Moroccan Counter-terrorism Policy Targets Poverty
In 2003, twelve Moroccan suicide bombers killed 45 people in Casablanca, Morocco’s largest city. Ever since the bombing in 2003, the King and the government have launched several counter-terrorism operations to address the roots of terrorism. These operations aim to prevent radicalization through not only the legal system but also education, religious reformation and social change. Fighting poverty is one of the important pillars of the Moroccan counter-terrorism policy.
The Importance of Combating Poverty for Counter-terrorism
Although poverty is not the direct cause of terrorist or violent activities, economic conditions play a significant role in fueling recruitment for extremist groups. Domestic economic conditions let Moroccans go abroad for jobs and allow the spread of radical ideology.
Moreover, a major factor that can cause Moroccans to participate in a terrorist group or activities is an economic recession. The average income for ISIL soldiers is much higher than that of Moroccans. Every attacker in the Casablanca bombing was from a poor region in the city. Therefore, combatting poverty for counterterrorism is particularly important for the Moroccan government. The government launched a program called the National Human Development Initiative (INDH). Although the purpose of the program is not solely for fighting against radicalization, the program still sought to prevent vulnerable poor people from being tempted to join extreme groups for economic reasons.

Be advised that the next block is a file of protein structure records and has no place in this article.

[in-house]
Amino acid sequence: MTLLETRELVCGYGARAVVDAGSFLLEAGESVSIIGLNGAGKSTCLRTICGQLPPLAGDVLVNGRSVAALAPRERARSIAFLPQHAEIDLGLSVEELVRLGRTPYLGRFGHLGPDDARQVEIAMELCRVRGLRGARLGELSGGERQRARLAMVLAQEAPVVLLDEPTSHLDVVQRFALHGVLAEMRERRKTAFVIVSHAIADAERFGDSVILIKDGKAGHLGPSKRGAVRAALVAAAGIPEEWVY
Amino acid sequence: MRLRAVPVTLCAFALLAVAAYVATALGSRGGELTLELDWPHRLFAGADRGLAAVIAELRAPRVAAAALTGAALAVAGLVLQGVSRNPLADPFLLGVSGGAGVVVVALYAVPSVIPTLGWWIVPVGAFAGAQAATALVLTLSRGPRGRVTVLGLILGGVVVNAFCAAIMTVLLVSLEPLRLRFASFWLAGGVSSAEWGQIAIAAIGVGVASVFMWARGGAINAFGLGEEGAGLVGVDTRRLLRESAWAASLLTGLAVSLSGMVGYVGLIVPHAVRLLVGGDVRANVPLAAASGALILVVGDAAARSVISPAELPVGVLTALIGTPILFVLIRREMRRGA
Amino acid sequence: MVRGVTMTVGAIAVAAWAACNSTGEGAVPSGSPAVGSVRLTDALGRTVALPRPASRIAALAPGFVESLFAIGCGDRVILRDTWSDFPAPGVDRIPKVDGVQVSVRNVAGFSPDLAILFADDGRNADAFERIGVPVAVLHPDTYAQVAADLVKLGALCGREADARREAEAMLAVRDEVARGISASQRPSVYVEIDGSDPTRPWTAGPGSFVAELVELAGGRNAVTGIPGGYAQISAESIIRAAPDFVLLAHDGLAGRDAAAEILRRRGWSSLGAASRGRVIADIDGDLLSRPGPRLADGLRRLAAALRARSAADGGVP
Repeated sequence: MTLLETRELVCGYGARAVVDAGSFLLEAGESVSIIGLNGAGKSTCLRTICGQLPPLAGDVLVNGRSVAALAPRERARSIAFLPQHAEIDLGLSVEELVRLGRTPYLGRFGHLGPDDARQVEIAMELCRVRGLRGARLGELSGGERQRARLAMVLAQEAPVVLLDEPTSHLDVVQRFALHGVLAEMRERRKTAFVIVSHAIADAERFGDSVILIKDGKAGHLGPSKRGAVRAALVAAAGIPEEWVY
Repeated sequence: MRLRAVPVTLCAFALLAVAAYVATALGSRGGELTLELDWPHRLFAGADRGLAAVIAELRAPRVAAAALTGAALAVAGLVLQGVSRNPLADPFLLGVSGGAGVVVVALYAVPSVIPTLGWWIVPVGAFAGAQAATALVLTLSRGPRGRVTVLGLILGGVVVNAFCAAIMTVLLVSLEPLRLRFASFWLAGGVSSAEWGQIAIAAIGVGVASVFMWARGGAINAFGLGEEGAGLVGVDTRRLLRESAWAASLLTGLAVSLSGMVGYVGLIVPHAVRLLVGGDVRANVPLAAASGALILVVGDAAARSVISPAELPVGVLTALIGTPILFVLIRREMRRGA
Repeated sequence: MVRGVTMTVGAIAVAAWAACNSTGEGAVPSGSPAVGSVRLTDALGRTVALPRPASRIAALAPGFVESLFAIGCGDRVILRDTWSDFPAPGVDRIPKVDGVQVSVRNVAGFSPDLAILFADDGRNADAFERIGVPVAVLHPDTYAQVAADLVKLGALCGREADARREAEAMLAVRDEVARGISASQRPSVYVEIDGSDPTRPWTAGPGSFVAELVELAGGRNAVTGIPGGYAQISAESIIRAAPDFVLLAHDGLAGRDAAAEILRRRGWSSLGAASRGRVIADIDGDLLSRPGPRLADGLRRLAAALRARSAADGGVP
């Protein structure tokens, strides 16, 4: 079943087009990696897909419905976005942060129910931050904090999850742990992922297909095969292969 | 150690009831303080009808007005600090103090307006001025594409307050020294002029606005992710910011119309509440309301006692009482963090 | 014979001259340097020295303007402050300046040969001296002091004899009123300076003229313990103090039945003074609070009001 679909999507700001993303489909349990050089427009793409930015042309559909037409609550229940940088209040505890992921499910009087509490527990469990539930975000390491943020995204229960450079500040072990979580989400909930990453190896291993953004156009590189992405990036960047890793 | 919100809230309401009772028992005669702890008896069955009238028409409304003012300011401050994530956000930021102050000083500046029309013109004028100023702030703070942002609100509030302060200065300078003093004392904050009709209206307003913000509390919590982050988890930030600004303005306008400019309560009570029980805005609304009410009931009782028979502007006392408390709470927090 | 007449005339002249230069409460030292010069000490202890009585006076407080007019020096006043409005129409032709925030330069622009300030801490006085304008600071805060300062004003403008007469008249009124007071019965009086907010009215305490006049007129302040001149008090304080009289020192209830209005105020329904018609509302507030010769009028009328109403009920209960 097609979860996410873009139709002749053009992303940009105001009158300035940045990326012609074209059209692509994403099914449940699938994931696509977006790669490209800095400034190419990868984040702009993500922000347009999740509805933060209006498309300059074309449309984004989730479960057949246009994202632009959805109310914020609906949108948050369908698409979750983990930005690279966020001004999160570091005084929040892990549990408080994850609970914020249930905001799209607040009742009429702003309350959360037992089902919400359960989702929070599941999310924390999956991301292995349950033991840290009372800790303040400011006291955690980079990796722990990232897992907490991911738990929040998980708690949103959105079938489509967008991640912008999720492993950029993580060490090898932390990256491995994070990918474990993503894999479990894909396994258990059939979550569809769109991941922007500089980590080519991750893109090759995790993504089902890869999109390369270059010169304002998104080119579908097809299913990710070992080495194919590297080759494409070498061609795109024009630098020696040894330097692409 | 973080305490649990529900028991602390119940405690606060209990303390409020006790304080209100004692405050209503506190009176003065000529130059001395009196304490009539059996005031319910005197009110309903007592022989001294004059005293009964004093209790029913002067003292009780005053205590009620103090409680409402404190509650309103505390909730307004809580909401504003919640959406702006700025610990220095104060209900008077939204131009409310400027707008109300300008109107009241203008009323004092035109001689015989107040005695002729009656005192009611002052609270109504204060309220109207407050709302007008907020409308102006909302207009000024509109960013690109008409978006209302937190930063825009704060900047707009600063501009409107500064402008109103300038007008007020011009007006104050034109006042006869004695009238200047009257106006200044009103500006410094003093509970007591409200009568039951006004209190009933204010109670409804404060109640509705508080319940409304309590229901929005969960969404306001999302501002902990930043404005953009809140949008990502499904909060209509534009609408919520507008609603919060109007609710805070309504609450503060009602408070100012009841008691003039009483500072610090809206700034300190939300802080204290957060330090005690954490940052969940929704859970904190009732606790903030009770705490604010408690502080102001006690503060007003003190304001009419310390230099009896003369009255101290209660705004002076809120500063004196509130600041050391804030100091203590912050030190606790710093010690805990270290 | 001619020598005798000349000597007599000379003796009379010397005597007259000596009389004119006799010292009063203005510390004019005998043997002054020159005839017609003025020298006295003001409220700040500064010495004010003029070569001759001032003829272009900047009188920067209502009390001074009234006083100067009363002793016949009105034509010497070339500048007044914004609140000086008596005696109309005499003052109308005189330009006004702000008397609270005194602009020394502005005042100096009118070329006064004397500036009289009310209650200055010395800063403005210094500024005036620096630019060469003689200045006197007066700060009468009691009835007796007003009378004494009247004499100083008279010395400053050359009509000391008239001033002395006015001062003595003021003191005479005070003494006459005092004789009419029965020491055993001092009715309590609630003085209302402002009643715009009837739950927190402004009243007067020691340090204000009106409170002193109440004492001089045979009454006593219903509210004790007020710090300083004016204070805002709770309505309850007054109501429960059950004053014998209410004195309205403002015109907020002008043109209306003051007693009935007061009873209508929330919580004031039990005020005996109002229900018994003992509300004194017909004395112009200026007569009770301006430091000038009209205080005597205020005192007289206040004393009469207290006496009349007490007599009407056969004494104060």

The National Human Development Initiative: The $6 Billion Idea
King Mohammed VI of Morocco launched the INDH in 2005 with an initial $1.2 billion budget to reduce the economic gap and increase social and economic inclusion. In the first 10 years, the program has invested about $6 billion and benefited more than 7 million people, including young people and women, through several projects.
The INDH launched its housing program to help people in need have access to housing. The people in need could buy apartments at an affordable price with low-interest loans. To eliminate slums, the government also launched the program, 2004 – 2010 Cities without Slums. Initially, the government sought to eradicate all slums by providing basic necessities, such as electricity and water lines. However, it changed course to improve the situation of slums rather than eradicate them completely. In providing basic needs, the government tried to stop migration from slums to urban areas. These migrations often contribute to the radicalization of people in cities.
Reducing Youth Unemployment
In Morocco, 27% of young people are unemployed. The Moroccan government focuses on three areas to address this: “identification and centralization of methods, tools and services,” “guidance, training and placement of unemployed youth” and “soft skills development for students and unemployed youth.” USAID has made efforts to increase the employment rate among young people. In three major cities, it created six places where young people can learn useful skills to get jobs. More than 200,000 people have used its education services.
Despite criticism and issues regarding decision-making and accountability, the Moroccan government’s efforts to combat poverty for counter-terrorism have been largely praised. Through reviewing these issues, the Moroccan government could improve its counter-terrorism policy as well as strategies to fight against poverty. Their counter-terrorism policy shows the importance of combatting poverty to enhance national security.
– Sayaka Ojima